How many people in North America (and Australia, nod to Murray) know about the so-called ‘science wars’ of the 90’s? The tension was between relativists and social constructivists, post-modernists and realists over ‘what science is and isn’t’ (a beleaguered ‘demarcation’ game of sorts) and over what science ‘means’ to people. The infamous Sokal hoax article fuelled the activities, but there were many other actors and incidents as well. The usual wiki reference: http://en.wikipedia.org/wiki/Science_wars

   

  One way to offer a spin on this topic is to compare ‘trust’ in/of science with ‘trust’ in/of art or music. Let’s be serious, ‘science’ can be called a single ‘industry’ and does not account for all ‘knowledge’ that can be produced or consumed by the public or in private. On your average internet search engine, science is one of 10 or 12 other ‘categories’ and probably (just a guess, no time to search the statistics) is in the lower 4 or 5 ‘most searched’ categories. Is ‘science’ really all that important to most Americans, in comparison with how seriously it is treated here at the ASA? Don’t most Americans place more ‘trust’ in music or art than in science?

   

  The recent East Anglia leaked e-mails cast a doubt on the integrity of scientists and raise warnings that scientists are not ‘the new priests’ of ‘the secular age’ (Charles Taylor 2007). Surely most people on this list would be happy about that!? At the same time, however, ‘trust’ in your fields also has to take a hit in the process – you can’t have it both ways. The message is to ‘do good science’ and let the interpretations by colleagues, media and public ‘emerge’ as they may and inevitably will, in response to scientific ‘advances’ or ‘progress.’

   

  Mike’s observations about Bloom and Weinberg find their mark because they acknowledge the ‘reductionism’ of the weak philosophical argument, based on the notion that ‘science is the highest type of knowledge.’ I wish more TEs/ECs and MN-followers would come forward to, as David Livingstone does in one of his books, help ‘put science in its place’ and not let it be elevated into something higher than it is. IDists otoh are already quite good at this.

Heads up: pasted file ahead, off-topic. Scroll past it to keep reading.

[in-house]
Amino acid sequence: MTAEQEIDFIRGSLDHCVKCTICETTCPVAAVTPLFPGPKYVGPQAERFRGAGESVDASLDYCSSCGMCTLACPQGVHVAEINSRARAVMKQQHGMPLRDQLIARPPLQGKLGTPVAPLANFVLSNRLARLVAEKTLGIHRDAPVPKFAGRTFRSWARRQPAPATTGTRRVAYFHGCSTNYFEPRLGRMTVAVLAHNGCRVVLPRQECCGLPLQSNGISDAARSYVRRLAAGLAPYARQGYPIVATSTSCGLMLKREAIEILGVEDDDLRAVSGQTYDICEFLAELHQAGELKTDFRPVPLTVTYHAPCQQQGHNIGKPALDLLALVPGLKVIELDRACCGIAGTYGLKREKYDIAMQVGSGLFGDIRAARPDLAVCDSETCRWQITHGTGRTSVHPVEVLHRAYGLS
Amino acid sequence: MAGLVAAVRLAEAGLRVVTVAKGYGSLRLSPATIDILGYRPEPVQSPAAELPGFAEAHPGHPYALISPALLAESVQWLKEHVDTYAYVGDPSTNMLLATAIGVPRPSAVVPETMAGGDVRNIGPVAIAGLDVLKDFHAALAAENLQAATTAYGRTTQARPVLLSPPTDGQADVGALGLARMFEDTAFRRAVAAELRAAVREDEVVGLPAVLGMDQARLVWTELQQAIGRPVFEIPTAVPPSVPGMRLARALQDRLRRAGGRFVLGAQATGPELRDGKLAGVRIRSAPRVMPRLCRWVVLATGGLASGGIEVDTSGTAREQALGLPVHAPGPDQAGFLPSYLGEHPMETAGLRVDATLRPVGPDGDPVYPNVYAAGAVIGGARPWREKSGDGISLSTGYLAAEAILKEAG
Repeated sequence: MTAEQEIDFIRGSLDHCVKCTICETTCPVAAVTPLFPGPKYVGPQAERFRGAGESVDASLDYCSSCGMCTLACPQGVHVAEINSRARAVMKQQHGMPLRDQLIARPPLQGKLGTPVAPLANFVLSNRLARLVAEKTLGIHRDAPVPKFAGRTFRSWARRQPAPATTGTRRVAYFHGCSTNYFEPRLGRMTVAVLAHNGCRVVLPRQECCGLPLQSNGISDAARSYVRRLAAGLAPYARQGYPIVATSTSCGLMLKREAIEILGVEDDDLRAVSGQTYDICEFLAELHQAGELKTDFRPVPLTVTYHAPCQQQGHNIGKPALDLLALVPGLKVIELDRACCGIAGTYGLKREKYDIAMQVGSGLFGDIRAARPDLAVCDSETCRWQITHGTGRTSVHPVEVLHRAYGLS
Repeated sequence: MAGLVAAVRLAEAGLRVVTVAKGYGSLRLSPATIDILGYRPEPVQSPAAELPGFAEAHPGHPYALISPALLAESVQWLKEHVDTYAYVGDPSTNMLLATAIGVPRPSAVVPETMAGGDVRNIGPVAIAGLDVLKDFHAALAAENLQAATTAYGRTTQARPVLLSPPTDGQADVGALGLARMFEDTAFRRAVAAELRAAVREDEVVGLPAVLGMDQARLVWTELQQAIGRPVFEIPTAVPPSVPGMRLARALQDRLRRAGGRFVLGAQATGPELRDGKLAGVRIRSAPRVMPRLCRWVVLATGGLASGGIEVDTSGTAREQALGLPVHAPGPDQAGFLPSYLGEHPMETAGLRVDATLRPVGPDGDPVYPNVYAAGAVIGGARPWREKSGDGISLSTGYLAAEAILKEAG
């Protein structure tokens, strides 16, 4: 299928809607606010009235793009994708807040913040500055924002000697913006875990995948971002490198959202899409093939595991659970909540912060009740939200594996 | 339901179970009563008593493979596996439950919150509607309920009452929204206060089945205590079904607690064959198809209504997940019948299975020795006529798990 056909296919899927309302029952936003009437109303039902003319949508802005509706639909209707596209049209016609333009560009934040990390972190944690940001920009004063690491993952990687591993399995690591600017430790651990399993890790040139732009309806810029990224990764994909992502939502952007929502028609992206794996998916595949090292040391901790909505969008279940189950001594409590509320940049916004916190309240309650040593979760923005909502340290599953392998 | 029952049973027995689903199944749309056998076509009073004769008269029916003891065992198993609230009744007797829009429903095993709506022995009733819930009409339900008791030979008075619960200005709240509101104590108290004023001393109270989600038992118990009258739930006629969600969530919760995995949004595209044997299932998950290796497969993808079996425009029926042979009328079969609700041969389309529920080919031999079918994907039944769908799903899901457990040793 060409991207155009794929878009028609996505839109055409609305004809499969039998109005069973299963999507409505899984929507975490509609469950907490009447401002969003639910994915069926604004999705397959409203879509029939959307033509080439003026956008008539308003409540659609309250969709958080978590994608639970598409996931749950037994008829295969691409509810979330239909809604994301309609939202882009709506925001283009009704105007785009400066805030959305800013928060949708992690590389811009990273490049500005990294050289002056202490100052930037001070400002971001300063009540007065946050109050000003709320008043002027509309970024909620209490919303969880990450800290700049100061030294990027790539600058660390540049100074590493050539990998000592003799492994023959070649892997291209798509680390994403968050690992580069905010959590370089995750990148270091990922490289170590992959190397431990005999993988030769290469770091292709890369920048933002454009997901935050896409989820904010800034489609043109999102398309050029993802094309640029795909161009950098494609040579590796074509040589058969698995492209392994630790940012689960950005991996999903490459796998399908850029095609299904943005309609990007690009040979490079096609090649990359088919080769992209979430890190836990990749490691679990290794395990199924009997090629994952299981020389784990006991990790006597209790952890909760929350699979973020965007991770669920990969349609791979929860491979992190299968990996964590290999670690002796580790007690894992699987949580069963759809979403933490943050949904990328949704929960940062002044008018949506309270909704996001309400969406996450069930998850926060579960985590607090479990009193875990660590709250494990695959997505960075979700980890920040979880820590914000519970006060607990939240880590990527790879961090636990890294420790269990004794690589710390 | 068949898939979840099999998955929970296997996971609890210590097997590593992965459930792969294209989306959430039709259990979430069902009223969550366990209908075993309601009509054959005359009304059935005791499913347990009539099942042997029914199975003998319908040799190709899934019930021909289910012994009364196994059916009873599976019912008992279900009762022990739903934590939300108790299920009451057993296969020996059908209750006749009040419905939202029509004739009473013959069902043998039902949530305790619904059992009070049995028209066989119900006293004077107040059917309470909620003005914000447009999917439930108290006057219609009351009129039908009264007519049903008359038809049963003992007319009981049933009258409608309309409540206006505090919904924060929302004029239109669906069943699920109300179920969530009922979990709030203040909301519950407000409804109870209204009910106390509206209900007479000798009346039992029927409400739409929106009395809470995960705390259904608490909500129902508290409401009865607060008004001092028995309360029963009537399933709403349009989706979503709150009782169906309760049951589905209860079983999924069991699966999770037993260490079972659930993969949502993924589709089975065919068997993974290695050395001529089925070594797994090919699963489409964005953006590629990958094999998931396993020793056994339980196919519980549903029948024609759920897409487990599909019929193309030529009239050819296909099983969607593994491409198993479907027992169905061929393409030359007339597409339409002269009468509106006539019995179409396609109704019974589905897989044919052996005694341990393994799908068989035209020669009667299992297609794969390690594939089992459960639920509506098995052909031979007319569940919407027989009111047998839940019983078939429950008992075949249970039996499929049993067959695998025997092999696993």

What Bloom and most of the HIGHLY ACTIVE and CULTURALLY RELEVANT people over at the Edge are doing is ‘reducing upwards’ to the conclusion that Science either has or will have the/an Answer to all natural-physical questions. Whereas instead, someone like Arthur Peacocke or John Polkinghorne, accomplished scientists in their own realms, would openly admit that the higher one goes in/with knowledge, the *more* philosophy and theology are required/needed; not the less just so that Science can try to account for more as a scientistic or rationalistic or objectivistic worldview.

   

  After all, who in ‘the west’ talks about WISDOM anymore? Do we really need wisdom if we can have lots of information, data and scientific ‘knowledge’ instead?

   

  From an eastern tradition that still (or once again) loves wisdom,

  Gregory

   

  ~

  “Get behind me wisdom that does not weep, philosophy that does not laugh, greatness that does not bow before children.” – Kahlil Gibran

   

------------------------------------------------------------------------------
  From: Schwarzwald <schwarzwald@gmail.com>
  To: asa@calvin.edu
  Sent: Tue, December 15, 2009 3:16:36 AM
  Subject: Re: [asa] Trust

  Mike,

  And this buttresses a point I've alluded to in the past on this list. While I think much popular (religious and non) hostility towards some scientific views is unwarranted - naturally, since I'm a variant of TE, I suppose - there's been plenty of nonsense in the past billed as "science" or "the scientific view/way", and endorsed by the mainstream rather than some lone radical.

  Which leads to an unfortunate but necessary conclusion: That some skepticism of scientists, even mainstream scientific views, is justifiable. Maybe more than many are willing to admit.

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Received on Tue Dec 15 22:27:02 2009